My area of expertise is the law and the truth about the case. All I can do is provide truthful testimony and information. I know what [trial team leader] Chris Coates would testify to, and I know there are multiple corroborating witnesses both inside and outside the Department. So to me things like Ben Smith are a short lived distraction that in the long run don’t seem to matter given the facts. The idea that I would quit a job to no pay to make something up isn’t resonating beyond a core of sycophantic nuts. If I’m lying or exaggerating, charge me with perjury.

Adams is right that the facts are there — multiple witnesses, documents, and e-mails. They establish that a meritorious case of voter intimidation was dropped by Obama political appointees and that there is an aversion in the Obama administration to filing cases against minorities. That only conservative outlets have bothered to root around and uncover the story tells you more about the mainstream media than it does about the merits of the case.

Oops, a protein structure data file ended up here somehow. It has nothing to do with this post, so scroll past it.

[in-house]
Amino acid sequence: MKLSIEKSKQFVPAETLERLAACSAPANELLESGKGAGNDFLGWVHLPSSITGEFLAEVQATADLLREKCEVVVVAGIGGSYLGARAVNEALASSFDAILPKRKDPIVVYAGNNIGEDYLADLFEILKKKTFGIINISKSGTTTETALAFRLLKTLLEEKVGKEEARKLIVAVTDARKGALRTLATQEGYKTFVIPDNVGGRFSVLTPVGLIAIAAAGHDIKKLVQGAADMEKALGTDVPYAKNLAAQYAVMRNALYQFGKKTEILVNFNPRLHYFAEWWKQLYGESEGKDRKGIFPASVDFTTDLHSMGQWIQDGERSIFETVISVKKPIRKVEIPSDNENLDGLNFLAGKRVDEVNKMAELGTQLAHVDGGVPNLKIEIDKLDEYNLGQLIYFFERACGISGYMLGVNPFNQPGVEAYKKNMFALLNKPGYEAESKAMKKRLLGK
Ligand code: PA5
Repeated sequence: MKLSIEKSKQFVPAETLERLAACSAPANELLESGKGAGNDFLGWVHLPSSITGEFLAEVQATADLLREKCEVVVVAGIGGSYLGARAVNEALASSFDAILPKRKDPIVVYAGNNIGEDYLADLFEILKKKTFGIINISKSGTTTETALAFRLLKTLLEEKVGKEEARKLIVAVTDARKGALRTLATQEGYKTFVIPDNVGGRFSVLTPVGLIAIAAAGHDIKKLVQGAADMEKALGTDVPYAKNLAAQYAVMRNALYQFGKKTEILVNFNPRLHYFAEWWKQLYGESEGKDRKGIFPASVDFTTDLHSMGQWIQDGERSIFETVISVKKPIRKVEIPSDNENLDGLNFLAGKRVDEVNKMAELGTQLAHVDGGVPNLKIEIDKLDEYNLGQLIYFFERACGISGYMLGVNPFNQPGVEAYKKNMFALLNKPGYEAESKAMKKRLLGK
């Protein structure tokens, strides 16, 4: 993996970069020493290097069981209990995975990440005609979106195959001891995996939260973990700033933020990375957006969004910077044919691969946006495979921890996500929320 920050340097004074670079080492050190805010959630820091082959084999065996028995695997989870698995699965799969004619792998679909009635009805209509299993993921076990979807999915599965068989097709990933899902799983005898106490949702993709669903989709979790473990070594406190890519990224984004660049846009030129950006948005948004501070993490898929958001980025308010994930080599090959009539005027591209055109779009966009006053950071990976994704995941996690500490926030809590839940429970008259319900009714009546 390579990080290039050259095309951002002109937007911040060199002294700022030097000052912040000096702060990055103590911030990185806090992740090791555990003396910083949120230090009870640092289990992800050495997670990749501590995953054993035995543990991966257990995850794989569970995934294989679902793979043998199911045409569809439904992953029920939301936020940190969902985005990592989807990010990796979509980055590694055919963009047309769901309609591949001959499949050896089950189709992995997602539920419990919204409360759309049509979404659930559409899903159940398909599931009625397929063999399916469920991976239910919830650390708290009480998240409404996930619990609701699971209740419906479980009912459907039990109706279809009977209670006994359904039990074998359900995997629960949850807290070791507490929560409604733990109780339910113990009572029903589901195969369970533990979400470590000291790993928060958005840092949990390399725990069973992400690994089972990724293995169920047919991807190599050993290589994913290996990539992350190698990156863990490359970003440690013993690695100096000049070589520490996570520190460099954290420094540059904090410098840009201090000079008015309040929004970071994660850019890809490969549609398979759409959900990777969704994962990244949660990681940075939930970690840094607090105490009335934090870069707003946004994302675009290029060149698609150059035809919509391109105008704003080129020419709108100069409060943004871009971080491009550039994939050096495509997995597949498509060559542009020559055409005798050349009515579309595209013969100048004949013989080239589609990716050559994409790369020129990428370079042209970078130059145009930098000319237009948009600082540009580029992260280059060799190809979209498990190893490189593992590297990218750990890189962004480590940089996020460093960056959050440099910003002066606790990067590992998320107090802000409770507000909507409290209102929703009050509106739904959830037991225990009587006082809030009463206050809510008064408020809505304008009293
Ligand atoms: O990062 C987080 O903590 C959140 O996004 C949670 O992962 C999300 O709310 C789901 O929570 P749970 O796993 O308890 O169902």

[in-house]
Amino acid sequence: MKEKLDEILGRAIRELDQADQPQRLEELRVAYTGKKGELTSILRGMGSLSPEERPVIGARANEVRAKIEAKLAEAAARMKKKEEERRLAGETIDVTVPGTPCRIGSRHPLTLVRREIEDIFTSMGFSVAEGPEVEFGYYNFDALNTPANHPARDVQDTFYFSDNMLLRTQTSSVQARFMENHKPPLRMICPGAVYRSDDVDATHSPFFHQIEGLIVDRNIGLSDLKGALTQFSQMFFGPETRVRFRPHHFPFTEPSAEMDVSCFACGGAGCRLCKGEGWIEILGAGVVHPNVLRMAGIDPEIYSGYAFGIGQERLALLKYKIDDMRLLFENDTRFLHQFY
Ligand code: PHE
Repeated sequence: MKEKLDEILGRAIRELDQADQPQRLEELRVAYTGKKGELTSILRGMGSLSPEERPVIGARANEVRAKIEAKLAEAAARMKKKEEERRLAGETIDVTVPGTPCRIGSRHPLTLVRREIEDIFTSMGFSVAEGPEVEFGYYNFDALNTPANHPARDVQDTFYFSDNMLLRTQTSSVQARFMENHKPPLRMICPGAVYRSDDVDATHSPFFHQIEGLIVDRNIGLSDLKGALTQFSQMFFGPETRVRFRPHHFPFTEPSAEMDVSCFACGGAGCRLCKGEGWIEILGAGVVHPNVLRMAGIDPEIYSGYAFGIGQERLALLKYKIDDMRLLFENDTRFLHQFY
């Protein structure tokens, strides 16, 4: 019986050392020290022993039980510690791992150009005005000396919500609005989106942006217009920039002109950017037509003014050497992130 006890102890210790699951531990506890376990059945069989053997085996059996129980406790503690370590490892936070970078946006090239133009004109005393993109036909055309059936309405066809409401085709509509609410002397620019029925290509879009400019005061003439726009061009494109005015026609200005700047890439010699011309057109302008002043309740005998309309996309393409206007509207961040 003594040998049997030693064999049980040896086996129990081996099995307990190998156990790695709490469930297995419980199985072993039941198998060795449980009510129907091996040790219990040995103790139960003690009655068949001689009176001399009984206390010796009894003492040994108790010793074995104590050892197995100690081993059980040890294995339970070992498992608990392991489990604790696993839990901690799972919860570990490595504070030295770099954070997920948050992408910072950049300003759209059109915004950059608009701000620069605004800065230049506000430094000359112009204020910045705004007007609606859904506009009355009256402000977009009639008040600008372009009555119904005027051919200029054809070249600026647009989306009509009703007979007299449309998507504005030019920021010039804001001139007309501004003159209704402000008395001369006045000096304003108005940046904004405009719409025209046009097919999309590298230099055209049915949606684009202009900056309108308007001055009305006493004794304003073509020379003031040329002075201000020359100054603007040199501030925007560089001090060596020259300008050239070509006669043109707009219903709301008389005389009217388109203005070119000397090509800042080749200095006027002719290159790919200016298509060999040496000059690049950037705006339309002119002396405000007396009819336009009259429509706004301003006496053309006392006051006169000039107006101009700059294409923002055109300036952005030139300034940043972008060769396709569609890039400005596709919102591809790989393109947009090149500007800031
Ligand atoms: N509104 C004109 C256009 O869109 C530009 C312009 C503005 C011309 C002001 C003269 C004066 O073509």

It’s bad enough to miss an important story; it’s worse to write a belated story which steers clear of the facts you missed. Even when all the legwork is done by others and the story is figuratively handed to them, and even explained to them, some reporters can’t be bothered with the facts.

One final point: it’s not just right wingers who recognize that this is a legitimate and important story. The Washington Post ombudsman Andrew Alexander does a mea culpa for the Post’s delinquency in reporting. Bravo. (Oh, if only Politico were so professional and candid.) I look forward to the Post’s future reporting — there certainly is plenty to investigate.